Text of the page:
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My First Big Blue Madness Exceeded Expectations

UK Athletics

UK Athletics

UK Athletics

I have something to admit: I was a Big Blue Madness hater.

My first experience ended horribly at the campout, leaving without tickets.  I learned the event just might not be for me, vowing never to return.  I did not learn that would change until late Thursday night, but I’m glad it did.

My biggest beef with BBM was, and still is the scrimmage.  It’s not competitive.  Even in person, it wasn’t entertaining.  That could be fixed by adding a three point contest and a dunk contest.  However, after sitting in the arena for the fist time, I finally understood why people love it so much.

The atmosphere during Big Blue Madness is unbelievable.  There’s an unquantifiable buzz in the air that makes the event feel unlike any other event at Rupp Arena.

Watching Matthew Mitchell dance on TV always seemed awkward or forced, but that’s not the case when you’re in the arena.  The behind the scenes lip-dub was a great way to begin, before he taught me what the JuJu was at center court.

The greatest dab in recorded history, via UK Athletics.

The greatest dab in recorded history, via UK Athletics.

Mitchell’s dance was good, but his players might have been better.  Morgantown, West Virginia native Paige Poffenberger was appropriately accompanied by John Denver’s Country Roads.  Maci Morris busted a few moves while walking down the stage.  Lin Dunn’s dabs were the best dabs the world has ever seen.  Makayla Epps’ final Big Blue Madness intro fit her larger than life personality, wearing a Championship belt with a “Straight Outta Lebanon” shirt while Put On rang throughout Rupp.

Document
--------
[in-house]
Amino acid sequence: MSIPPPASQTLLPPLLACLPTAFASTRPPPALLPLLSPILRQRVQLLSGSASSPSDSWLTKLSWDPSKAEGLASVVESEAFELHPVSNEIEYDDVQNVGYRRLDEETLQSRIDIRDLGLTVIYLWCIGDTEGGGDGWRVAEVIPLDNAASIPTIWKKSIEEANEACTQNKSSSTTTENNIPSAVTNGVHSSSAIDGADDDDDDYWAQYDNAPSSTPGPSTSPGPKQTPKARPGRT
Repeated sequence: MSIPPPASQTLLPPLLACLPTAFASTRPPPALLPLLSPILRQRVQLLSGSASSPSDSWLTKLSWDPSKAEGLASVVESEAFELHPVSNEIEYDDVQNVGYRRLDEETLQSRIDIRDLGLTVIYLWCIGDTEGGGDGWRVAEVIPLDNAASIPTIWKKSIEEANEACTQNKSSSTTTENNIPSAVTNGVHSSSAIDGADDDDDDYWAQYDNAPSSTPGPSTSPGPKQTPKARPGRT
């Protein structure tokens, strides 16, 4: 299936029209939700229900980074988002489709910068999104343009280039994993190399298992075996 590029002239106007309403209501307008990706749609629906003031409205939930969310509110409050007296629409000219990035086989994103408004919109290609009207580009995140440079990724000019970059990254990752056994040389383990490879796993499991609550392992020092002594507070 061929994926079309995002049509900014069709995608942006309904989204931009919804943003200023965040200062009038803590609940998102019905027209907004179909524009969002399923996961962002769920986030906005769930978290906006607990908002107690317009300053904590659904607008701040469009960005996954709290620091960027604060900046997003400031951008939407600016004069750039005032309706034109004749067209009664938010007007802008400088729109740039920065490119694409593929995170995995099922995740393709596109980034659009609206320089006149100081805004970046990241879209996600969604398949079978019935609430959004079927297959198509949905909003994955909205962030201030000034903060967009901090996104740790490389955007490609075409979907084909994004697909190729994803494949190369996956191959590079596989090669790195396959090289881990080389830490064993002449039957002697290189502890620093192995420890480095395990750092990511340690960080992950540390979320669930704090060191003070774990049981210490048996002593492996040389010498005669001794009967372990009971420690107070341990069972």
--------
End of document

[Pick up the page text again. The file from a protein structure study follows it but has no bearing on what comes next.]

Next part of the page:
People love to hate on the women’s basketball team, but that was impossible if you were inside Rupp.

The SEC Network’s coverage has some issues, but what always bothered me most was the absence of the cheerleaders’ performance.  Watching this guy flip all over the floor was un-freaking-believable.

Before the men took the stage, this year’s hype video had Rupp rocking.  The bass was bumping so hard I thought I was having heart palpations.

Since John Wall danced, the expectations for player intros were set too high.  I scoffed when players simply walked down the runway, but everyone who dances deserves credit.  It takes guts to dance in front of 20,000 people while fireworks and smoke fill the arena.  The guys on this year’s team proved they aren’t afraid of the bright lights.

The “family” theme of this year’s Big Blue Madness was executed to perfection.  It was a surreal sight to see this year’s players thank those that came before them as they took the stage.  We weren’t sure if the Kings could make it in time.  When DeMarcus Cousins and Willie Cauley-Stein arrived just as the former players finished taking the stage, it was the exclamation point to a perfect evening.

Everyone will always want to nit-pick parts of the event, especially if you’re watching Big Blue Madness from afar.  That will change once you witness it firsthand.  If you still haven’t crossed it off your bucket list, I implore you to attend next year’s Big Blue Madness. It’s one of the best decisions I ever made.

Article written by Nick Roush

"Look upon the doughnut, and not upon the hole." @RoushKSR